I’ve re-installed the bronze/brass “head badge” that has the builder’s name and coat of arms engraved into it – it just seems like a wonderful way to honor the guy. Once I finish, I’ll try to track him down to share the re-build with him. (I sure hope the guy is still alive.)

Porcine Lipstick

After stripping and priming the frame I began to clean up the components. Evaporust works wonders on the surface rust that defaces steel parts. A stiff nylon brush, Dawn, hot water, and elbow grease take care of the chain rings and cranks. A wad of aluminum foil and a dab of spit cleans up the worst of the aluminum grunge. I haven’t decided if I’ll use the rear derailleur since it seems mismatched with the rest of the kit.

The Stronglight 99 (new style) crank arms are just recent enough that I could use a standard puller for removal. This is a good thing, because I loaned out my Stronglight puller about two years ago and never got it back…

I decided to give the frame a quick primer coating to protect the frame from rust until I figured out what the heck I was going to do with the darned thing. I like lugs, and the window lugs on this frame add a touch of class. Unpainted, the brazing looks pretty amateurish but the paint sure does seem to hide those ugly joins!

After tracking this frame back in time, I’ve discovered it was brazed together by a local engineer who was also an amateur frame builder. And with this revelation, finally, the unusual combinations make sense to me! The head badge is not only the marque, it is also his name. From what I was able to gather, this was his personal bike (his third); he built ‘em to ride ‘em. That’s kind of a cool piece of history to me.

I debated between a very clean white, some sort of very practical middle gray that might disguise the inevitable scratches, or a simple and elegant black. Black wins. I was also debating about a thin red lug lining, and possibly filling the lug windows with red.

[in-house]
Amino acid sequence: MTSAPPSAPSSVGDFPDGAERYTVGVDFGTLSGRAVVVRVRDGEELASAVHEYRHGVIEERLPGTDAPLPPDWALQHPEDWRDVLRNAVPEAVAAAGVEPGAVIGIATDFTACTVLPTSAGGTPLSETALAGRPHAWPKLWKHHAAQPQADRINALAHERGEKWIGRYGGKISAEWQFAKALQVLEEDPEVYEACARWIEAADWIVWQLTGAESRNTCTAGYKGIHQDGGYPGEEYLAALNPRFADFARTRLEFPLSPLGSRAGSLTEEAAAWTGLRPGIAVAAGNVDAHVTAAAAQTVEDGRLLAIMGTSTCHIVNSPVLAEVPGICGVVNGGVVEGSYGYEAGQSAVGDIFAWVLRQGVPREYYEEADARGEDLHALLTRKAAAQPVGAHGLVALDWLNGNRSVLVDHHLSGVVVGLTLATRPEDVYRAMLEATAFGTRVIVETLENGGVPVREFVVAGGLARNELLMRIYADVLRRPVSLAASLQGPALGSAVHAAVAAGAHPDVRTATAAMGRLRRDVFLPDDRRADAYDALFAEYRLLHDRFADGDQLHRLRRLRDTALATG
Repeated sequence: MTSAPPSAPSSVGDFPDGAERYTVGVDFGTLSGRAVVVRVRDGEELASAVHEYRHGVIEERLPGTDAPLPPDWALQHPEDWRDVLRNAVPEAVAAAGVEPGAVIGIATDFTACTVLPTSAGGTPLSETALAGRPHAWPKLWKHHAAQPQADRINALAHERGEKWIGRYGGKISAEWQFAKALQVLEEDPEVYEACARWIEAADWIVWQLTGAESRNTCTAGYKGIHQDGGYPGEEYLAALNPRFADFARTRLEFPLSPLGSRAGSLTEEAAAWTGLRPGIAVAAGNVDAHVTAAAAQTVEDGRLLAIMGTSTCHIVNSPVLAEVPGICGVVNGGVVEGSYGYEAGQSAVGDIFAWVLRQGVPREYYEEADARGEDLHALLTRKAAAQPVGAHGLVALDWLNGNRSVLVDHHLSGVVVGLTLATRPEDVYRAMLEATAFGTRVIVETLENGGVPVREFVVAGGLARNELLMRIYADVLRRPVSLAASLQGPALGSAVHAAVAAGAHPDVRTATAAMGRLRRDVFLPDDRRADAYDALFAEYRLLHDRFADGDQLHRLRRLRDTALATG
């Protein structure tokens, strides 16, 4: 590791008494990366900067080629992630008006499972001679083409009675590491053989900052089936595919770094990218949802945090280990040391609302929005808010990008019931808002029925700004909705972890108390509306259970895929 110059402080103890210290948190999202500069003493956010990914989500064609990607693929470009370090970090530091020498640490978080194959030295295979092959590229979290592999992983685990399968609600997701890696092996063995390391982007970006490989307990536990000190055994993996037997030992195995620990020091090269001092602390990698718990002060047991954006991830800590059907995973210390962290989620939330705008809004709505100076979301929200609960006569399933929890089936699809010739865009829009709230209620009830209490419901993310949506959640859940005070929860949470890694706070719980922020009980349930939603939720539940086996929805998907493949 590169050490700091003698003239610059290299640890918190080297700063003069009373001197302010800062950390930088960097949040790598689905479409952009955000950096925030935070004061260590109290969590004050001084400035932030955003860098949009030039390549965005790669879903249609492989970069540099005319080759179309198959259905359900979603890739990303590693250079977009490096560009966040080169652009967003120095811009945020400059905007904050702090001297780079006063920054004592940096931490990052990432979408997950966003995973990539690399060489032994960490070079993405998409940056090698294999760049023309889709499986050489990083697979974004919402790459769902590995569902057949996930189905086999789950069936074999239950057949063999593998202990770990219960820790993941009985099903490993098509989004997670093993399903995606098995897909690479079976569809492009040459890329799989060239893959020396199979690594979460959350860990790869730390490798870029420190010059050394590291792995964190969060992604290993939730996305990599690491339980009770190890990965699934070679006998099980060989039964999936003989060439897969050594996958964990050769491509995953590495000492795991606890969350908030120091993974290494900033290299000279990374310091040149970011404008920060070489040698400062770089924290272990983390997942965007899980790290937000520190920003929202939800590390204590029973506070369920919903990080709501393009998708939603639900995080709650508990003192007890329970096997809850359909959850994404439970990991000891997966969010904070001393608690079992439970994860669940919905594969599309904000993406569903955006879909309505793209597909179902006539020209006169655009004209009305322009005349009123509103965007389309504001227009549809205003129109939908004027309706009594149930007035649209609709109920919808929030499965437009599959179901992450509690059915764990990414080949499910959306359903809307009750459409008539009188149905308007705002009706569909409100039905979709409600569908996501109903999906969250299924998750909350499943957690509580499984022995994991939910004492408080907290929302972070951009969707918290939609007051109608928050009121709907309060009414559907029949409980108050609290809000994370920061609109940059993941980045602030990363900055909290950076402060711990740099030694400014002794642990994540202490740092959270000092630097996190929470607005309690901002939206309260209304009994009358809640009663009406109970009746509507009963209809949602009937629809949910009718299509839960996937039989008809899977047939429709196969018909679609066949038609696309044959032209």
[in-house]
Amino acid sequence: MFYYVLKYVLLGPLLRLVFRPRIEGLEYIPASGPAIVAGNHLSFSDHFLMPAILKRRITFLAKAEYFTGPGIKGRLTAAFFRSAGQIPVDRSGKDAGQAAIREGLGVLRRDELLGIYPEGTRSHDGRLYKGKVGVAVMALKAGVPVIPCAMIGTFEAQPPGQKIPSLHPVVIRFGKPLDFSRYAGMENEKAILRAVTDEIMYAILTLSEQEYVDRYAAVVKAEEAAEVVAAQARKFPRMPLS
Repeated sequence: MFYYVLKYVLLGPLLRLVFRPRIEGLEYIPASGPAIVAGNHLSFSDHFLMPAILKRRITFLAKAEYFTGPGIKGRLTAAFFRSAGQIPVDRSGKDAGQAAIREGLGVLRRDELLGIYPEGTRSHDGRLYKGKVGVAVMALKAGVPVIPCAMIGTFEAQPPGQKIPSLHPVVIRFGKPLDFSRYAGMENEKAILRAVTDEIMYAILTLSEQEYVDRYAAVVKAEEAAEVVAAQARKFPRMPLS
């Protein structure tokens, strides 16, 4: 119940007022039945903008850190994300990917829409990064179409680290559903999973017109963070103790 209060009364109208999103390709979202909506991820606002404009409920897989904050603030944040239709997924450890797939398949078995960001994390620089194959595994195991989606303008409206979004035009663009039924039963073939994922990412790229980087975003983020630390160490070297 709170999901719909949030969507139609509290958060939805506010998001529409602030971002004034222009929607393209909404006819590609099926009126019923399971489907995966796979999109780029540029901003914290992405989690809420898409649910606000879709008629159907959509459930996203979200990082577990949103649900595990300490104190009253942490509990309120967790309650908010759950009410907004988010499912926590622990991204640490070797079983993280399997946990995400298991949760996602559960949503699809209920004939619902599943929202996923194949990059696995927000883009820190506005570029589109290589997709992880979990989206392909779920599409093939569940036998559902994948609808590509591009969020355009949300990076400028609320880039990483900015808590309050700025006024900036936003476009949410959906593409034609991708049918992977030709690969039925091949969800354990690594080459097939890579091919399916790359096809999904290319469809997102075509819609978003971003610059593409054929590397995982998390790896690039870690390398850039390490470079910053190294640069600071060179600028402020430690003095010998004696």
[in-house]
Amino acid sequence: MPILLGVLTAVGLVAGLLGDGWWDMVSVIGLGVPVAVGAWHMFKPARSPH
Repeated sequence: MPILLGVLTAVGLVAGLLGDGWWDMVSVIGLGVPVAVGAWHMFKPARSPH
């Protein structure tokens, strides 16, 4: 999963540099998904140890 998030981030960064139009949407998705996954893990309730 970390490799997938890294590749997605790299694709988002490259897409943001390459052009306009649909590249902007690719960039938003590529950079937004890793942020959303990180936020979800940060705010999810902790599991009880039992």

I had thoughts about making up a name and adding it to the down tube, maybe in a sort of Art Deco typographic treatment. But now that I’ve discovered some of the story behind the bike, I’m tempted to put his simple name plate back onto the head tube instead.


I used a Sharpie metallic gold marker for the lug lining. Even though I’m a professional artist, I’ve never had much success pin striping with a brush: like calligraphy, I simply don’t have the hand control for that type of thing. Sharpie makes this great opaque metallic gold marker that made lining so much easier for me. I had to pull the head set again after striping – I put the cart before the horse, re-installing it before I had added a final clear coat to protect the lining.

After giving this a lot of thought, I’ve pretty much decided to keep the wide range of gears, but run porteur-style bars for a more upright ride. I’ve not done much cycling with this type of setup, so it will be a very different type of experiment for me.

So, the frame turns out to be a homemade affair. Is this all simply putting lipstick on a pig? If it is, I’m good with it.

A Tale of Two Bikes

The headline is a little misleading, so let me explain: The two bikes are really one – this is part two of a remarkable before and after affair. We began this story with the gift of a crusty mystery frame. With the exception of the rear derailleur, I was able to determine with pretty fair certainty that the remaining components date from early- to mid-70’s.

A crusty frame, yes. And a toasty looking Brooks – also yes. But I plan to coax a bit more life from the leather with saddle soap.

The RGF bottom bracket is one of the few things I find before stripping the paint that yields any real clues. These were made in France and – maybe – were imported to England and the States by Ron Kitching.

And here’s where things began to get interesting. As I stripped the paint, the lugs began to reveal a few more details.

Perhaps this frame really is custom made after all. The crappy paint was poorly applied; under that rather pedestrian coating, and layers of crud, a much nicer frame begins to emerge. My original assessment was that the frame was, perhaps, a midrange production model, but the bare metal reveals a much more intriguing machine.

And lookee here! I certainly wasn’t expecting to discover Campagnolo dropouts under the old paint.

Taking a break from the frame stripping, I began to clean up the parts. The rear derailleur may function fine, but seems a bit lower end than the frame deserves. The Stronglight Model 99 (new style) triple crank set is a little different story though, and I plan to keep it in place.

For now, I’ll leave you with this teaser: the primer coated frame and fork.